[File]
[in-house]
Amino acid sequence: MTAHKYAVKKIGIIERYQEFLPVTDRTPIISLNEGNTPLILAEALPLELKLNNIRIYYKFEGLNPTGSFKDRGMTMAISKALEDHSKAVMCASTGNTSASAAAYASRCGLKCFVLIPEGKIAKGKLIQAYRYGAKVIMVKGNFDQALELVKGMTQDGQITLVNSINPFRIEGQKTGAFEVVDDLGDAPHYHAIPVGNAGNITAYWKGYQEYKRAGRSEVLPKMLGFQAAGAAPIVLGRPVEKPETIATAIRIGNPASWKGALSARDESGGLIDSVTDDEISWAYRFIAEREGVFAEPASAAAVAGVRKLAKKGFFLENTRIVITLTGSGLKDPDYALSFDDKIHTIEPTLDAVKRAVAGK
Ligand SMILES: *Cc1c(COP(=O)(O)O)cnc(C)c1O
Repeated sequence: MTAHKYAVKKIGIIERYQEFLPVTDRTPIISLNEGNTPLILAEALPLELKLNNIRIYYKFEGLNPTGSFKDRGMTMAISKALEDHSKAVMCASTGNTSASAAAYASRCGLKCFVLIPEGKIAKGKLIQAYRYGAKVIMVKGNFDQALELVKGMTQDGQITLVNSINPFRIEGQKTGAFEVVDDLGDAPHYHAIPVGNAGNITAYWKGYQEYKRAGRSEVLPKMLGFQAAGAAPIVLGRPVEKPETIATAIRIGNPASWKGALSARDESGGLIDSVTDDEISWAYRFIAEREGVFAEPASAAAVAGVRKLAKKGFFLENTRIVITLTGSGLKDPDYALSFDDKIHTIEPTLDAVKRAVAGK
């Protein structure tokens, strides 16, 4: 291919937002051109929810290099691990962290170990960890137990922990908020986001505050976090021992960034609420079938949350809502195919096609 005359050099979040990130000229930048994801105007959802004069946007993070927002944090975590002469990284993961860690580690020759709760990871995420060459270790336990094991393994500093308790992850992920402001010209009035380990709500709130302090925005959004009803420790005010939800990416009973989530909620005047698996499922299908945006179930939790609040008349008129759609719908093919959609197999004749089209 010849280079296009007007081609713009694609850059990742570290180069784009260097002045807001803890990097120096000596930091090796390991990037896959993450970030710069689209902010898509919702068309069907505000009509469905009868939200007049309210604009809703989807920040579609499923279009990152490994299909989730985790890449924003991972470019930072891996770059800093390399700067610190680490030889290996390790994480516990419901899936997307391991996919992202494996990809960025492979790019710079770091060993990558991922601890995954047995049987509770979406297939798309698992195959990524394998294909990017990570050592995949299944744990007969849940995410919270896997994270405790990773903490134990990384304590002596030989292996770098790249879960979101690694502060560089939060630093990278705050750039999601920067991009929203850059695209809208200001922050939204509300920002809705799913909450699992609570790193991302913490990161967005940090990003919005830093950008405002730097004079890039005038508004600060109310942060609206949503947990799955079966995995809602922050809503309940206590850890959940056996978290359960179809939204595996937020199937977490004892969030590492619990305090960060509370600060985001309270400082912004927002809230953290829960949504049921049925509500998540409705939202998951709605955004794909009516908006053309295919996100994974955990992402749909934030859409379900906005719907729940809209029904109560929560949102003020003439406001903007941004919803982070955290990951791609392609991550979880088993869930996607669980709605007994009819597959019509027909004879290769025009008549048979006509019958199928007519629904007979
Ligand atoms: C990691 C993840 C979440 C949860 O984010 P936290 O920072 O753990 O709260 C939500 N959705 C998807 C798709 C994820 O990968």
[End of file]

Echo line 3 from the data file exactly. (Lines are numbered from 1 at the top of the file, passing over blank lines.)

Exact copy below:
Ligand SMILES: *Cc1c(COP(=O)(O)O)cnc(C)c1O